Official Buffy Magazine Interview


Excerpted from the official Buffy the Vampire Slayer magazine, Issue #5, Dec. 2002, "Show Me the Bunny," written by Jenny Lynn:

On writing "Selfless" - "We started pitching Anya stories to Joss.  This one sort of broke at dinner one night.  I kept getting up and going to the bathroom and when I would come back, Joss would have the act breaks.  And then we all decided that I should just keep going to the bathroom because Joss seemed to really be doing well whenever I went to the bathroom!"

On the Russian scenes - "We knew we wanted a [Halfrek] scene and we sort of knew Hallie's timeline.  We knew it had to have taken place sometime after the late 1800s.  And Russia was just a place we hadn't been to.  We've been to lots of cool places in Buffy, and this one was something new."

"That (showing the flaming man in the background) was a good example of how David Solomon definitely made the story better, because I had written it so we could do it very cheap.  David came up with a couple of little things that he could do that made all the difference: showing Russia in the background [via green-screen], our Imperial Banquet Hall, our Flaming Guy.  He just made that whole thing possible."

On the spider demon - "In the original script, there was more of [the spider], but I actually think that that was one of those happy accidents, that because we couldn't afford it, we came up with some cool stuff because we couldn't show the spider too much."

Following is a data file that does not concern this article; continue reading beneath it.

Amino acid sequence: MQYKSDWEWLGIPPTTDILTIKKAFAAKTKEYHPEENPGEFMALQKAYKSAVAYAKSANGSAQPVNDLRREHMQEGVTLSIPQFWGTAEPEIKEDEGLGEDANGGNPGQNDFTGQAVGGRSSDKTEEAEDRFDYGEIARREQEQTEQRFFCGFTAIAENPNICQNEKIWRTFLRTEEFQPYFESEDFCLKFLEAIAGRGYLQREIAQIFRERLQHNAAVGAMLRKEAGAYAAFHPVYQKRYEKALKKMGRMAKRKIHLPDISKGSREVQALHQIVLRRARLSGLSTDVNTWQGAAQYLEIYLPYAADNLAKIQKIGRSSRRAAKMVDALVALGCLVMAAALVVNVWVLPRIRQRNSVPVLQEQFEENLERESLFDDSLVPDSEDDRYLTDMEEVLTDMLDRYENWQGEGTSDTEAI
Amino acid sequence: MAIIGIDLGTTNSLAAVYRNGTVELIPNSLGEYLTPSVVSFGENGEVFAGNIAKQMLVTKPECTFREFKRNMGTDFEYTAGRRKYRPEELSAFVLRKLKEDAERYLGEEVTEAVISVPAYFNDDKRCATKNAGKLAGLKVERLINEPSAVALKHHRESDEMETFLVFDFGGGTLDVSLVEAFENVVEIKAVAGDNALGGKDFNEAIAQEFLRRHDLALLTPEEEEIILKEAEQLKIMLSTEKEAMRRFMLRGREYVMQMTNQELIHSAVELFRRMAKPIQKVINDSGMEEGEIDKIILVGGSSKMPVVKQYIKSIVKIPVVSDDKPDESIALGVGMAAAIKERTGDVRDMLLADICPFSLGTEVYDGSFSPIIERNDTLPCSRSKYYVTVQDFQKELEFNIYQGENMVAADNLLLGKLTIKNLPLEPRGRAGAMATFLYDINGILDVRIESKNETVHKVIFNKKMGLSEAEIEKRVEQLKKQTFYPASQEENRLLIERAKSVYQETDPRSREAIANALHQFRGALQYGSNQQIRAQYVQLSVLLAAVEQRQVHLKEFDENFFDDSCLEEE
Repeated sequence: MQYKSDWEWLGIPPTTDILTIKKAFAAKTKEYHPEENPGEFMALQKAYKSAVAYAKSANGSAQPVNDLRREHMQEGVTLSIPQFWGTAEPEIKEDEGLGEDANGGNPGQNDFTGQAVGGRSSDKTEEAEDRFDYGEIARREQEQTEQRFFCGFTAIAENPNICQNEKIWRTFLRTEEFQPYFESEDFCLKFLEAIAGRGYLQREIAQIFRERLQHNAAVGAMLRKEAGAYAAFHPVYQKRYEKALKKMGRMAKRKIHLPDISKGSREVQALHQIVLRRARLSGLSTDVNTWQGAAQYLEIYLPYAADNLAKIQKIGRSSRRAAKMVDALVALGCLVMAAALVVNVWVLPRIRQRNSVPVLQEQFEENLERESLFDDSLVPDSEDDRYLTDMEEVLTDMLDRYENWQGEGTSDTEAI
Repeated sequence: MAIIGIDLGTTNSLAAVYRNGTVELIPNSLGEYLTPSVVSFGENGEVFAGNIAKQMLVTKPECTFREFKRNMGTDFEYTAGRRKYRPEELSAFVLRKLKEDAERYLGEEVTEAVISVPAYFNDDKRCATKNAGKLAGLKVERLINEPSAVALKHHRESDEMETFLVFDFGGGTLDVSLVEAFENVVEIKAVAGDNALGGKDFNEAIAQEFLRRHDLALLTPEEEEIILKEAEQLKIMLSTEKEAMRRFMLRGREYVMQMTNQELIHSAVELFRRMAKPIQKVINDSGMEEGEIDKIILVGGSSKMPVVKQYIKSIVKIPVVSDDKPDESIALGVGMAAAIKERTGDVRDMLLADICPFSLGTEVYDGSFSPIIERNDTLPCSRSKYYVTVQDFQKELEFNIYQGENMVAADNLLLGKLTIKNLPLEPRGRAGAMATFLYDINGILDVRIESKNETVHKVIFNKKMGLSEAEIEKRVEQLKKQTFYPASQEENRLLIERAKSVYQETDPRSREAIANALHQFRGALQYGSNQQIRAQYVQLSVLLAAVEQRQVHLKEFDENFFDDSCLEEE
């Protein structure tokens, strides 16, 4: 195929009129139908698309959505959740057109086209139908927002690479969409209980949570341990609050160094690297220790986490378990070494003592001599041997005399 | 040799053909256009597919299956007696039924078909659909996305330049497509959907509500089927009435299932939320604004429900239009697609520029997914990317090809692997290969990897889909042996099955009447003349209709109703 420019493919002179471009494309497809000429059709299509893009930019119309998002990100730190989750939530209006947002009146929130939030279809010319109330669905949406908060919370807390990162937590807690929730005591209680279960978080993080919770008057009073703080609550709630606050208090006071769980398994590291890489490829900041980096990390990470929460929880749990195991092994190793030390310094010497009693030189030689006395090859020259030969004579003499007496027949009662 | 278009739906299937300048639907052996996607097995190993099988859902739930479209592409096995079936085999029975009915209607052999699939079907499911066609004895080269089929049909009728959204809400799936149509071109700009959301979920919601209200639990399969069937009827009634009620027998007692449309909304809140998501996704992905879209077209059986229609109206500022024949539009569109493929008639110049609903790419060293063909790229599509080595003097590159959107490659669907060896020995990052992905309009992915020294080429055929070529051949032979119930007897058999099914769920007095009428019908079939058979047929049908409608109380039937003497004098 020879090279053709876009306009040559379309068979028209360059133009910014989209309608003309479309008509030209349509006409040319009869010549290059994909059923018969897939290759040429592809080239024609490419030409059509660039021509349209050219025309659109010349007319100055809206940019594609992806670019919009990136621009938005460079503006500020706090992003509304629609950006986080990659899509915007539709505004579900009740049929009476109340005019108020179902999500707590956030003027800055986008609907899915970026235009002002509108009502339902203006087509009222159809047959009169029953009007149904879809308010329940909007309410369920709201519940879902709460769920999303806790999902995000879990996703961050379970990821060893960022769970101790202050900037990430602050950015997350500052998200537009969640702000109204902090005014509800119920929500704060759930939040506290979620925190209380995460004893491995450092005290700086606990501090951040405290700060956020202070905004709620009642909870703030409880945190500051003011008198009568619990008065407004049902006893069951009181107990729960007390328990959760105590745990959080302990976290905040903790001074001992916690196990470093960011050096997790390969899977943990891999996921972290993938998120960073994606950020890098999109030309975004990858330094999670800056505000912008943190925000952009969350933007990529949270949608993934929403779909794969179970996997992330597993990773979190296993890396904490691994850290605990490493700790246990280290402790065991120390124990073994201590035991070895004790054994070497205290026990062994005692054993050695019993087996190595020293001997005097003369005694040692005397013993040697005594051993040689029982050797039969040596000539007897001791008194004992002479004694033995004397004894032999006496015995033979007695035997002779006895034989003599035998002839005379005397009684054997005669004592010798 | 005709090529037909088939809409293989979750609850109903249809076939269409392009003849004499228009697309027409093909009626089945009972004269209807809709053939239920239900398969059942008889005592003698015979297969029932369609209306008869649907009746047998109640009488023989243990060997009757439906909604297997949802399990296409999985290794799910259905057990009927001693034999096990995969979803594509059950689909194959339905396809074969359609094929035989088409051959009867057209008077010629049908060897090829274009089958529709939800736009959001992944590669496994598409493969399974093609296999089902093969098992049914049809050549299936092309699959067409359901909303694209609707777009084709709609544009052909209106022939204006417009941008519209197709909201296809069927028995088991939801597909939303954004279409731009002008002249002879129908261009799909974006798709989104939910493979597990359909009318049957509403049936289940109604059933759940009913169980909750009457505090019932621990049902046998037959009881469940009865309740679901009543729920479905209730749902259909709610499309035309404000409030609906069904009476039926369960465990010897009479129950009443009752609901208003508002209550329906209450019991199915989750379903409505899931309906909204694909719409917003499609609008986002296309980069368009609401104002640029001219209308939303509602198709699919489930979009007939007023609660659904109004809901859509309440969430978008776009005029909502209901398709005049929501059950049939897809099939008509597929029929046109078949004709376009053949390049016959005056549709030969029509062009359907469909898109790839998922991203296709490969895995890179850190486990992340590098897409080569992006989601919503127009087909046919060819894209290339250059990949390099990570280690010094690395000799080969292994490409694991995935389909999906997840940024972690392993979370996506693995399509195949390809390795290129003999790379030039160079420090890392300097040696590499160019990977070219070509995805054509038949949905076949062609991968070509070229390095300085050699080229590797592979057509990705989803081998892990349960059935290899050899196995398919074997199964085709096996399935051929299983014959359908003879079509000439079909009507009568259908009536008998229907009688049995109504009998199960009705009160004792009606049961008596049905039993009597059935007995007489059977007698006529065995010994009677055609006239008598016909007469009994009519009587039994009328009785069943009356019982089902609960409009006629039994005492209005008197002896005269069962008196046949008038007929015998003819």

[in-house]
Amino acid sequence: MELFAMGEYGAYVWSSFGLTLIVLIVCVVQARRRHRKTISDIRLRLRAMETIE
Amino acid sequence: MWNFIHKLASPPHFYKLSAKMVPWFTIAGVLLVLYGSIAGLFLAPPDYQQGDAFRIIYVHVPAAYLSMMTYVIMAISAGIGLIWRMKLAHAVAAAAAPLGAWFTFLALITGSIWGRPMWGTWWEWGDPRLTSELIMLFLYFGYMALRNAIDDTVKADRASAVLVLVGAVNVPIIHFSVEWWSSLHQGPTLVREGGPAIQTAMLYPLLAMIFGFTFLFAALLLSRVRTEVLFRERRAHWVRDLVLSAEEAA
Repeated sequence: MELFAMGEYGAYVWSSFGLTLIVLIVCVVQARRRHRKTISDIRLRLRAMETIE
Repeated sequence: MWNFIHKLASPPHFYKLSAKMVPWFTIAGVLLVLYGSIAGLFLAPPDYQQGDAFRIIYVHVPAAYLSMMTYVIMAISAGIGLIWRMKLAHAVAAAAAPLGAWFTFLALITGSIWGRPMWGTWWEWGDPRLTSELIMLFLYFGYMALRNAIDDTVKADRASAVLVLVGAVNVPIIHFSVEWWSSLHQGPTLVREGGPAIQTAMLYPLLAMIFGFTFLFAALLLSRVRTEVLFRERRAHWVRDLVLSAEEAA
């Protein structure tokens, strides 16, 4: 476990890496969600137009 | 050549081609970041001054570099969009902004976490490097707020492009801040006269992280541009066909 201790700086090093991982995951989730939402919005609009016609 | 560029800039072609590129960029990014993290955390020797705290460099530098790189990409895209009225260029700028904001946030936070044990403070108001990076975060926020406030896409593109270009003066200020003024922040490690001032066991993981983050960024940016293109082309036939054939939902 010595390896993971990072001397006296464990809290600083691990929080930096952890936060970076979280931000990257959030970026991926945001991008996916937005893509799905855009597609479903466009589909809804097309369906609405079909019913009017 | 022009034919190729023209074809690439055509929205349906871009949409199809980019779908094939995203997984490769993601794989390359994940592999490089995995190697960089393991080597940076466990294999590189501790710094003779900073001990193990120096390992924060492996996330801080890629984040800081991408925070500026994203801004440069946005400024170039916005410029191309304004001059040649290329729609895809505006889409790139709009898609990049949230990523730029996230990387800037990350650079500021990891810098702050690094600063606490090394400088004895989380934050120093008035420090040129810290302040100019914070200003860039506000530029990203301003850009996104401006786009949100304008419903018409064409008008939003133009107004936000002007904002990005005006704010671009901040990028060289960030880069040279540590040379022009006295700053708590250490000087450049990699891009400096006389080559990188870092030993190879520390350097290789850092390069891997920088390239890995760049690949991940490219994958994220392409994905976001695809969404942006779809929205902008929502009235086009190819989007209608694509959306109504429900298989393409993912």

On Anya's song, "Mrs." - The writer admits that he had to do some convincing to get Joss Whedon to write another song.  At the time when Drew was outlining the script, Joss was simultaneously directing the pilot episode of his new series Firefly and breaking stories for both Buffy and Angel.  Drew laughs, "He's like, I can't.  I can't do it.  There's no way.  And the next morning, he walked into my office and said, I wrote your song.  I don't think Joss is human.  He's super-human."

On working at ME - "Selfless' marks a turning point in the writer's own life, as this is his first produced script.  After working as an assistant on other TV shows, Drew says about this experience, "It's the greatest thing.  It's the most fun I've had in my entire life.  What's great about this group is that I'll write the episode, and then as soon as I turn in the script, it starts getting better."  However good they looked in Drew's imagination, he says the art department, director and everybody involved with the show make it look even better than he envisioned.

(After the last shot of the day wraps) Drew Goddard whips out his own digital camera and takes a few pictures of the set as mementos of his first script to air on TV.  He says, "Honestly, this has been like heaven, only better.  I wish everyone had the opportunity to write for Buffy, because it's the greatest job in the entire world."

For more information on the filming of "Selfless," including an interview with director David Solomon, check out the official Buffy magazine at your local bookstore.